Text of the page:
One of those charged with supplying a prohibited drug, Alexander Naberezhnon, 27, appeared in Parramatta Local Court wearing a “Cocaine and Caviar” brand hoodie and was refused bail after claiming he was paid $300 to carry ecstasy pills and mobile phones into the event. “He is what is commonly described as a mule,” Magistrate Peter Ashton said. “If someone gets a dud dose and dies then he’s just as complicit as the real supplier.”
Vietnamese international business student Vo Dang Phan, 22, was granted bail on a charge of supplying a commercial quality of drugs after police allegedly caught him with 20 soy sauce bottles filled with the drug GHB worth $1000. A third man, Douglas Wood, 33, from Mount Pritchard had his case for supplying a prohibited drug adjourned until today after police alleged he was caught carrying 243g of MDMA.
Police have set up Strike Force Highworth to investigate the deaths of Mr Pham and the 21-year-old woman. They said 13 festival-goers had gone to Nepean Hospital for treatment.
A 26-year-old woman remains in a critical condition and a 19-year-old man from Artarmon was flown to West- mead Hospital where his condition stabilised. Another 20year-old man was seriously ill in Liverpool Hospital.
“We never seem to learn,” said drug campaigner Tony Wood, whose 15-year-old daughter Anna died after taking ecstasy at a Sydney dance party in 1995. “It is absolutely disappointing, I just feel so sorry for the parents of the people who have died. Grief is a constant thing and it never goes away. It’s always just below the surface.”
Saturday night in Sydney was absolutely beautiful. It was one of those perfect Sydney spring evenings, rich with summer promise. Across the city, people enjoyed long, slow walks just to experience the night’s wonder.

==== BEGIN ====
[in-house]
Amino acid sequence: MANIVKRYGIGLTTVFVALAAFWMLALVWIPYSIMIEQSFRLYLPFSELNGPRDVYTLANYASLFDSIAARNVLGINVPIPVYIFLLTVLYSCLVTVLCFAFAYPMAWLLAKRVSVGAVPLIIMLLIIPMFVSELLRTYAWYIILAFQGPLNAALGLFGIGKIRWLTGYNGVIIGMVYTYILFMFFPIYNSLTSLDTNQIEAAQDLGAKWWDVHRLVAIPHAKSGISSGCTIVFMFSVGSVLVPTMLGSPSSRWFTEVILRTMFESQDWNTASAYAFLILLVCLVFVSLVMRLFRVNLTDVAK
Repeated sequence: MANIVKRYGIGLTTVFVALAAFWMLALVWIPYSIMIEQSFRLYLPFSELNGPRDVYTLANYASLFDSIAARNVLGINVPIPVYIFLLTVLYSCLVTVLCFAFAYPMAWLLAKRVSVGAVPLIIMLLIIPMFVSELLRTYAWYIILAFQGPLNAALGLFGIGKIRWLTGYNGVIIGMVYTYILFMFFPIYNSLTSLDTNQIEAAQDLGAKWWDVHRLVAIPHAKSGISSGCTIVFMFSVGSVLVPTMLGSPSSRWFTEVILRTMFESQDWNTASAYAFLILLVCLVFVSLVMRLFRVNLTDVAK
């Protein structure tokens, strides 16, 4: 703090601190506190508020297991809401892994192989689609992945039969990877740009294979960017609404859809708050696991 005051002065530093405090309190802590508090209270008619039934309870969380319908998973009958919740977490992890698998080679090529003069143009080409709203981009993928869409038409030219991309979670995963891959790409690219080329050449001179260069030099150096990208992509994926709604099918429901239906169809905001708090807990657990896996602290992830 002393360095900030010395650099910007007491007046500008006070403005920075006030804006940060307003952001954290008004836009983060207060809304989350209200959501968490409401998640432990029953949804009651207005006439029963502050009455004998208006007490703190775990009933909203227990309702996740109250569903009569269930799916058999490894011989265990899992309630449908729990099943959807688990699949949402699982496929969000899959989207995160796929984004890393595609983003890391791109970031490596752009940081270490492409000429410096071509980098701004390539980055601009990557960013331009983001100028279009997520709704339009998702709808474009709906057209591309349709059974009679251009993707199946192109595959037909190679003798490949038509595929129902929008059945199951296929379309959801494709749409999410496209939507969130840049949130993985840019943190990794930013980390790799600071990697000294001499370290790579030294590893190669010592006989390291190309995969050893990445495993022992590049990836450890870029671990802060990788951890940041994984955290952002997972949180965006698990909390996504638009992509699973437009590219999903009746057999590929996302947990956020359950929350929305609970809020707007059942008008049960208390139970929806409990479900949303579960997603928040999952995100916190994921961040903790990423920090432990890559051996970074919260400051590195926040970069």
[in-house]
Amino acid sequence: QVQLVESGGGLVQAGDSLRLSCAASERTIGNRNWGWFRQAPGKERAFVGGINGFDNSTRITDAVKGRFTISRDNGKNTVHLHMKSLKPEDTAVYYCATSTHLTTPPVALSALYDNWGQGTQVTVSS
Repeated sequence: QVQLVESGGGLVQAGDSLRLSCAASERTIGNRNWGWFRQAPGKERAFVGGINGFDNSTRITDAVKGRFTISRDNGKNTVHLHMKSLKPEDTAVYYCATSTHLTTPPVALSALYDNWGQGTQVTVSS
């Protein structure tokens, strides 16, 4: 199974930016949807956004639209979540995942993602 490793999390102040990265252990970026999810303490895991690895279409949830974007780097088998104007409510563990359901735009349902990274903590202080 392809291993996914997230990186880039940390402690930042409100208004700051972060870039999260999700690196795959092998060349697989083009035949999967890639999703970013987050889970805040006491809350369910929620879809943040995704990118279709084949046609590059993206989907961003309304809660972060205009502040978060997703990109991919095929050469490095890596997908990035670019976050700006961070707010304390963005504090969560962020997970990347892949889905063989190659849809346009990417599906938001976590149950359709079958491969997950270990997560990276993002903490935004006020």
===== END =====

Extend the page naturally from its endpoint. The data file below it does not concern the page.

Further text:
Tragically, for two young adults at Penrith’s Defqon.1 music festival, Saturday night was the last night of their lives.
Aged just 23 and 21, the festival attendees suffered fatal heart attacks following suspected drug overdoses. A third heart attack victim clings for life in hospital.
“It was a very traumatic scene,” NSW Ambulance liaison officer Katherine Rallings said as an evening at the Sydney International Regatta Centre went from celebratory to terrifying.
“We had three patients in cardiac arrest simultaneously. It is so hard when you lose anybody, particularly young people. This is a senseless waste of life. No party is worth risking your life for.”
The raw statistics read like a casualty count after a terrorist attack: two dead, multiple others in critical condition and some 700 requiring medical intervention at the festival site.
Shockingly, the final Facebook message shared by apparent drug victim Joseph Pham described what he said were “ridiculous” levels of “anxiety” caused by the use of police dogs at the festival.
Yet other attendees said there were fewer police at the event than in previous years. “In the past you would have to walk past at least 20 police officers with sniffer dogs on your way in,” she told The Daily Telegraph.
“This year I only saw three dogs. I wasn’t searched on my way in.”
In the wake of this tragedy, police must revise and increase their use of sniffer dogs and other means of drug detection at these and similar events. That is if, of course, if such occasions are permitted to continue.
Premier Gladys Berejiklian is presently of a mind to ban the events outright — and few, at the moment, would sensibly argue otherwise.
“I’m absolutely aghast at what’s occurred. I don’t want any family to go through the tragedy that some families are waking up to this morning,” the Premier said. “This is an unsafe event and I’ll do everything I can to make sure it never happens again.”
The Premier should also push for tougher anti-drug legal penalties. Young lives are at stake.
Vo Dang Phan leaves Amber Laurel Correctional Centre in Emu Plains after being bailed on drug charges.
A hoodie like that worn by suspected ‘mule’ Alexander Naberezhnon.
Joseph Pham, who died after what is believed to be a drug-related heart attack at Defqon. 1, and (left) huge crowds at the festival, and (above left) paramedics work on one of the people taken ill at the festival.